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David K. Cortez, Ph.D.

Chair of Biochemistry Department
Richard N. Armstrong Ph.D. Chair for Innovation in Biochemistry
Professor of Biochemistry
Associate Director for Basic Science Research at Vanderbilt-Ingram Cancer Center

Genome maintenance by the DNA damage response

Cortez Lab Website

Name: Cortez, David
Professor of Biochemistry
Department: Biochemistry
Office Address: 613B Light Hall
Phone Number: 615-322-8547
Lab URL:

Research Keywords: cell cycle, DNA damage, replication, proteolysis, signaling, DNA repair, checkpoint,
Research Specialty: Genome maintenance by the DNA damage response

Research Description:  Billions of base pairs of DNA must be replicated trillions of times during a human lifetime. Adding to the difficulty, thousands of DNA lesions happen in each cell of our body every day. Furthermore, replication is challenged by difficult to replicate sequences and conflicts with transcription. DNA damage response mechanisms act to repair the damaged DNA, signal checkpoint activation, ensure completion of DNA replication, and maintain genome stability. Defects in these mechanisms can cause developmental abnormalities, premature aging, and cancer.

The Cortez lab is dedicated to understanding the mechanisms that maintain genome integrity and promote the complete and accurate replication of the genome.

Current projects in the lab include:

1. Discovery of new replication, repair, and DNA damage response proteins using genetic screens and proteomics
2. Characterization of replication fork remodeling and fork protection proteins related to the BRCA1/BRCA2 pathway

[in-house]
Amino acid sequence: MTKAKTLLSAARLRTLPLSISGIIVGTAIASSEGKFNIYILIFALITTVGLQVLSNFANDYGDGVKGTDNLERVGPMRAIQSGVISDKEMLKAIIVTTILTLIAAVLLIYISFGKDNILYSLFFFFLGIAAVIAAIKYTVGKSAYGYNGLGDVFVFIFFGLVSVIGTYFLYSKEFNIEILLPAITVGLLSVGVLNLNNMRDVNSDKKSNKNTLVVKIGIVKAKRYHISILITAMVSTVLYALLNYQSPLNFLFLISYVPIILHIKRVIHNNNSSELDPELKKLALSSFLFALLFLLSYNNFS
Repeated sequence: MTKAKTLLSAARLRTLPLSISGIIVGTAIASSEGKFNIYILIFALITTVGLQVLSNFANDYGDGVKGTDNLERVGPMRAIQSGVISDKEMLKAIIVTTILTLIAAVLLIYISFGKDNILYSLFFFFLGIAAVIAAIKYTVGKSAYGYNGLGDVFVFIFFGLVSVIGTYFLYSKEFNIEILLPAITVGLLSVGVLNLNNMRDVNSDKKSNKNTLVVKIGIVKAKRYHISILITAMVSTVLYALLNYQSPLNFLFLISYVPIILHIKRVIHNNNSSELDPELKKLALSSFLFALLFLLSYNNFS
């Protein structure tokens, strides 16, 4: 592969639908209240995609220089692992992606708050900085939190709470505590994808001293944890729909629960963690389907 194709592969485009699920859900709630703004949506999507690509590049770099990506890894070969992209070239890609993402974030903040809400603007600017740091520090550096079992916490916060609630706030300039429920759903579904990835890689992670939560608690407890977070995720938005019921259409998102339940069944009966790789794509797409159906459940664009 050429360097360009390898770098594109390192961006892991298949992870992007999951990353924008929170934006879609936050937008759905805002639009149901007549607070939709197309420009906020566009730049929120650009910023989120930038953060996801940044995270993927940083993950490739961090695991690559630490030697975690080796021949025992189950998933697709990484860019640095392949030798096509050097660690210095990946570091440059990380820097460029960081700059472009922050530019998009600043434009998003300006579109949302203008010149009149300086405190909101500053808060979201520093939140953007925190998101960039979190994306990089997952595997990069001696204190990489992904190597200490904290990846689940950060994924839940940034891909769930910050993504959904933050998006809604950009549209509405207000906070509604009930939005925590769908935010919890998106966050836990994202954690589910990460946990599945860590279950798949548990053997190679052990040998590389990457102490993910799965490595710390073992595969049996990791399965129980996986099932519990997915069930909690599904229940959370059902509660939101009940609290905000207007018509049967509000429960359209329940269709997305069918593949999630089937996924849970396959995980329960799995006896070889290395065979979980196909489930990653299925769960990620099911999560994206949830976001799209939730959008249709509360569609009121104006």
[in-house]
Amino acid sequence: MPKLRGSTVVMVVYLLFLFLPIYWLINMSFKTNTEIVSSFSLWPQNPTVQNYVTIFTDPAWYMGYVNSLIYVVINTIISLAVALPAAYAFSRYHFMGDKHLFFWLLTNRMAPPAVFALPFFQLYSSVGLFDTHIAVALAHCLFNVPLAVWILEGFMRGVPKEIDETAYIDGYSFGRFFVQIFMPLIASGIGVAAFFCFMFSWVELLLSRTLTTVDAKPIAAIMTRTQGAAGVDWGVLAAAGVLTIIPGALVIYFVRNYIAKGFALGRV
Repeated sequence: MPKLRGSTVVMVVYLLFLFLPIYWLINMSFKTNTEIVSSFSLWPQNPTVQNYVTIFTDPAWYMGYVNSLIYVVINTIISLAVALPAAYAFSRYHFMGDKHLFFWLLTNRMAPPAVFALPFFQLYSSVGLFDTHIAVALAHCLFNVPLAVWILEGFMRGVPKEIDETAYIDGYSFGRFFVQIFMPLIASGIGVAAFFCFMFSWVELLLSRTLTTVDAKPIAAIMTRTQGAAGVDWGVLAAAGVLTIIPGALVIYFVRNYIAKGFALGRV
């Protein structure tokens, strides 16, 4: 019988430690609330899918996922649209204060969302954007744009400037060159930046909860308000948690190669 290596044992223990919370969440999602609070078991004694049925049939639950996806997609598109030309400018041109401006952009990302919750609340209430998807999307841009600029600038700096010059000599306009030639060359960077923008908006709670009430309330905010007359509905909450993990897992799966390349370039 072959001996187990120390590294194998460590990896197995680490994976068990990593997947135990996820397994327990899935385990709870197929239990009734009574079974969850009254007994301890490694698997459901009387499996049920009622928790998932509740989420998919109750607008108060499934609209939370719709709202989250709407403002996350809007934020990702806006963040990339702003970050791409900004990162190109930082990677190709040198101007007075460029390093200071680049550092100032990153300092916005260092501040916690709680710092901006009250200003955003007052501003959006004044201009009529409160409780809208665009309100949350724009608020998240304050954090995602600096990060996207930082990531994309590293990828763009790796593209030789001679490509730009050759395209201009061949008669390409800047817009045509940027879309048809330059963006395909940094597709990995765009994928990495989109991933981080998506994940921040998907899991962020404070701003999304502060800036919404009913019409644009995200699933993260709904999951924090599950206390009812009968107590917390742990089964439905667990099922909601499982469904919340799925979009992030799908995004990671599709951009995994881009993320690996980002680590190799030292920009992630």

3. Understanding sources of genome instability in normal and cancer cells
4. Analysis of DNA damage signaling pathways controlled by the ATR kinase
5. Development of cancer therapeutic approaches targeting the DNA damage response
6. Characterization of mechanisms that repair abasic sites generated by endogenous and environmental mutagens

We use a multi-disciplinary approach including genetics, biochemistry, cell biology, proteomics, and structural biology. The lab is part of the Genome Maintenance Program within the Vanderbilt-Ingram Cancer Center, Center in Molecular Toxicology, Vanderbilt Institute of Chemical Biology, and Department of Biochemistry.

Since DNA damage is continuously produced as a byproduct of normal cell metabolism and DNA replication, any deficiency in responding to and repairing this damage can cause chromosomal alterations that may lead to cancer, developmental abnormalities, and other diseases. In addition, many cancer therapies including radiation therapy and most chemotherapeutic strategies cause DNA damage. Therefore, manipulating the DNA damage response may be one means of improving the outcomes of these therapies. Discovering the mechanisms by which cells respond to DNA damage and other types of replication stress will provide insights into the etiology of diseases like cancer as well as identify opportunities for therapeutic intervention.

Postdoctoral Position Availability and Details: Postdoctoral positions are available in the areas of molecular cancer biology, signal transduction, cell cycle, and DNA repair. Please submit a CV and three letters of recommendation.

PubMed Listing of Dr. Cortez’s Publications